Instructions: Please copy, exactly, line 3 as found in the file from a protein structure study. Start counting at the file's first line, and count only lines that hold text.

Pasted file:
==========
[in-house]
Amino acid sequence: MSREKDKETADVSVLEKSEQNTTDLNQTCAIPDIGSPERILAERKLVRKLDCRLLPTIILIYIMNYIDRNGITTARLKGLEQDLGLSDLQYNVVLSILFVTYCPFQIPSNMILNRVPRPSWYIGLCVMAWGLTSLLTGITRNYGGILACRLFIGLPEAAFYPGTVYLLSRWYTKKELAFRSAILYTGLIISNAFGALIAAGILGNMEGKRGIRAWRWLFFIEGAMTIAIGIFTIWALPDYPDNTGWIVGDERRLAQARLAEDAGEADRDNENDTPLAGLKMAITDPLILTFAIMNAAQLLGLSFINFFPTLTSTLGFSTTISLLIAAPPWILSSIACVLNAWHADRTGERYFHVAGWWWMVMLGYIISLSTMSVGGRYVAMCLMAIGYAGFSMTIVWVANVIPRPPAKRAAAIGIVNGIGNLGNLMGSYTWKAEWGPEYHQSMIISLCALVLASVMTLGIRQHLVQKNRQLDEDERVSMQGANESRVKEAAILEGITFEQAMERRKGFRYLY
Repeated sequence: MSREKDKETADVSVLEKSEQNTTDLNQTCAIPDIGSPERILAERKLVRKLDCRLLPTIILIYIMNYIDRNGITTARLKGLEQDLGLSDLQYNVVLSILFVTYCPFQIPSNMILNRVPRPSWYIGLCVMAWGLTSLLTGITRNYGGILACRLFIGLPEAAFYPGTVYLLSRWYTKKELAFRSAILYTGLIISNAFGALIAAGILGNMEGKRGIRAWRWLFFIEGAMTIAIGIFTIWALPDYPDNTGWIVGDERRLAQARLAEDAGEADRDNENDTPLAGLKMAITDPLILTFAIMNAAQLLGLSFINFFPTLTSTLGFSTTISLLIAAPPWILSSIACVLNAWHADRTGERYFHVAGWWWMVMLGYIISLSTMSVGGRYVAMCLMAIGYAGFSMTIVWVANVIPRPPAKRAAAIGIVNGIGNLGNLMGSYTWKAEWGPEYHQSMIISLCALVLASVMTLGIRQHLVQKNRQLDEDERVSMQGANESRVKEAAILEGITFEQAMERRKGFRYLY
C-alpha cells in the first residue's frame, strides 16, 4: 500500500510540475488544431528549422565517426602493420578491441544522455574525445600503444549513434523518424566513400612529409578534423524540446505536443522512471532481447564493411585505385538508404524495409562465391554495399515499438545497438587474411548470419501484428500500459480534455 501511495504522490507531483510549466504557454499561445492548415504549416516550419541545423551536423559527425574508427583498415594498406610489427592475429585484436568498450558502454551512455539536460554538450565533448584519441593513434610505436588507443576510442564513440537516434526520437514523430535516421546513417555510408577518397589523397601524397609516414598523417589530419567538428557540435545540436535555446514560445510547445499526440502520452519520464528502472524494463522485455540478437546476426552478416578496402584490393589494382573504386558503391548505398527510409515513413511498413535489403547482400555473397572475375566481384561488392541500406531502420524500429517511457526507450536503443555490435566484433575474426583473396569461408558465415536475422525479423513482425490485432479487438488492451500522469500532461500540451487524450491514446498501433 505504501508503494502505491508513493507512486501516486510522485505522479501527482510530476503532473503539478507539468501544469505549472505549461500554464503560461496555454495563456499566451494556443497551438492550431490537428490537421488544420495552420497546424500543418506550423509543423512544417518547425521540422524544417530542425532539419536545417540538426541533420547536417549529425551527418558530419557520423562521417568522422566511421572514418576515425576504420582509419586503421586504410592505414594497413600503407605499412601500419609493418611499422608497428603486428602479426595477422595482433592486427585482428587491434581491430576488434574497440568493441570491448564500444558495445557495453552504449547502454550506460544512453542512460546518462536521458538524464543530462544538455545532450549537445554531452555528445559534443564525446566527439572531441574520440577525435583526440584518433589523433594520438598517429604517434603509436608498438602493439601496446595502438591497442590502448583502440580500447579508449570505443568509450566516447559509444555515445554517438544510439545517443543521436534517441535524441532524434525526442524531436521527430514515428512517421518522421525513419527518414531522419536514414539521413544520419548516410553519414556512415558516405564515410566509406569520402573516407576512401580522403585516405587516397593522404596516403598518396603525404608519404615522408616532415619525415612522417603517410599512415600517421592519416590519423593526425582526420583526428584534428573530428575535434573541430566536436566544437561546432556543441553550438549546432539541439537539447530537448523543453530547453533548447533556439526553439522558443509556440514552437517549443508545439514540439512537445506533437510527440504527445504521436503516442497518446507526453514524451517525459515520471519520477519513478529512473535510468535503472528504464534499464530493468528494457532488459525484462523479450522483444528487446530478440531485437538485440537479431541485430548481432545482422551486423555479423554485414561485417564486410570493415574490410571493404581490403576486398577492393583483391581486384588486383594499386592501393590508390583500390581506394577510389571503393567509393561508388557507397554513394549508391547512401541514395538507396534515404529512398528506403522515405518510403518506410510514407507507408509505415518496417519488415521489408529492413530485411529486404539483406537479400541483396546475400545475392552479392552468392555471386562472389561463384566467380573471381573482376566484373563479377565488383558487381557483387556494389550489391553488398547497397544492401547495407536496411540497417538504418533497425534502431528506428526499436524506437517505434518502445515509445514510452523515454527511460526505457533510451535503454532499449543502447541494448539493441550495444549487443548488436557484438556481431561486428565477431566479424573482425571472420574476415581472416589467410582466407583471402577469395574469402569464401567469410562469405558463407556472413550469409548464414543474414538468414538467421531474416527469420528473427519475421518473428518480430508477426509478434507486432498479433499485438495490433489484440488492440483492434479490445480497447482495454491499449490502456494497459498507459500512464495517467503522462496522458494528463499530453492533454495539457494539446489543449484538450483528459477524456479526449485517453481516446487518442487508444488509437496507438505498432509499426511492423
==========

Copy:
Repeated sequence: MSREKDKETADVSVLEKSEQNTTDLNQTCAIPDIGSPERILAERKLVRKLDCRLLPTIILIYIMNYIDRNGITTARLKGLEQDLGLSDLQYNVVLSILFVTYCPFQIPSNMILNRVPRPSWYIGLCVMAWGLTSLLTGITRNYGGILACRLFIGLPEAAFYPGTVYLLSRWYTKKELAFRSAILYTGLIISNAFGALIAAGILGNMEGKRGIRAWRWLFFIEGAMTIAIGIFTIWALPDYPDNTGWIVGDERRLAQARLAEDAGEADRDNENDTPLAGLKMAITDPLILTFAIMNAAQLLGLSFINFFPTLTSTLGFSTTISLLIAAPPWILSSIACVLNAWHADRTGERYFHVAGWWWMVMLGYIISLSTMSVGGRYVAMCLMAIGYAGFSMTIVWVANVIPRPPAKRAAAIGIVNGIGNLGNLMGSYTWKAEWGPEYHQSMIISLCALVLASVMTLGIRQHLVQKNRQLDEDERVSMQGANESRVKEAAILEGITFEQAMERRKGFRYLY